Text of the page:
te-form + ru (-てる)
You should all know what the te-form is. You should also all know what te-form + iru is. Now it’s not the farest fedge in the world, but te-form + ru is a frequent abbreviation of te-form + iru. It’s never short for te-form + aru or oku, just iru. So it points out that something’s on-going. 食べてる = I’m eating, 読んでる = I’m reading, yadayada. Simple stuff. You wanna remember this.
masu-form to connect sentences
You might’ve noticed that frequently there’s a masu form of something in front of a comma. Narration usually connects sentence in the sense of “and” by just wrapping it up with the masu-form. You gotta be a bit more careful with “shi” (し) as it can also connect “reasons,” yet it’s the masu-form of “suru” (する, to do), too. Though “shi” translates to “and” in any case. It might influence the nuance, though.
toku (とく) at the end of a verb
I think it practically comes down to masu-form + toku, but I’m not all too sure and tired, so let’s just say “toku at the end of a verb.” It’s the colloquial version of te-form + oku which has the nuance of doing something in preparation. “Oboetoke” (覚えとけ) would basically mean “better remember that!” as it’s in the command form, too. “Te” and “oku” are kind of a pain to pronounce so it became “toku” in colloquial speech. Just like “teru.” As a side note, I really think using te-form + oku yourself as someone from North America or Europe is pretty god damn hard since it seems utterly unnecessary in its function. I really don’t see where it’d ever come in handy, it appears expendable. But you gotta keep it in mind, at least.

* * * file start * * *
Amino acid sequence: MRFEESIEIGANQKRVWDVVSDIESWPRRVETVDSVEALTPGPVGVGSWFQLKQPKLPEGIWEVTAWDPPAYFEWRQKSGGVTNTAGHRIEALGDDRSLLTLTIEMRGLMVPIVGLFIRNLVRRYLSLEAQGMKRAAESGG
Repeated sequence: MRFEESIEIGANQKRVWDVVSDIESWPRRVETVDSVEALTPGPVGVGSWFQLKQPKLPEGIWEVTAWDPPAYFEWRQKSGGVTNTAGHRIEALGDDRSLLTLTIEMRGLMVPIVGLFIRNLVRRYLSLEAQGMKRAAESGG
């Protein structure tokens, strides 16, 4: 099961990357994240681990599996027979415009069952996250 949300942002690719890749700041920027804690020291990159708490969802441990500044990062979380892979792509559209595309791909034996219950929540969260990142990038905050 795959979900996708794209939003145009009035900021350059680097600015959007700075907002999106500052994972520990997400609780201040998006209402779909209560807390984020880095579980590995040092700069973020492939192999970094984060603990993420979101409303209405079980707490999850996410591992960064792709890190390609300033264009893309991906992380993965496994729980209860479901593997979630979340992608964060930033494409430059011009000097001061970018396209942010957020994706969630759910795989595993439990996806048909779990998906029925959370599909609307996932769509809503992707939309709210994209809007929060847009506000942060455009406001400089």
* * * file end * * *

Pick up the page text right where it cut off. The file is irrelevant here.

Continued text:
(Note: I’ve found a very good and easy-to-understand example of when te-form + oku is actually a really handy construction to use after I’d written this post. 「言っておくけど、…」 – which basically translates to “I’ll say this just in case(/in advance), but…” Now you all know how this works. Hopefully. Though I’m still thinking that scratching this construction from the Japanese language wouldn’t make it harder to understand for anyone.)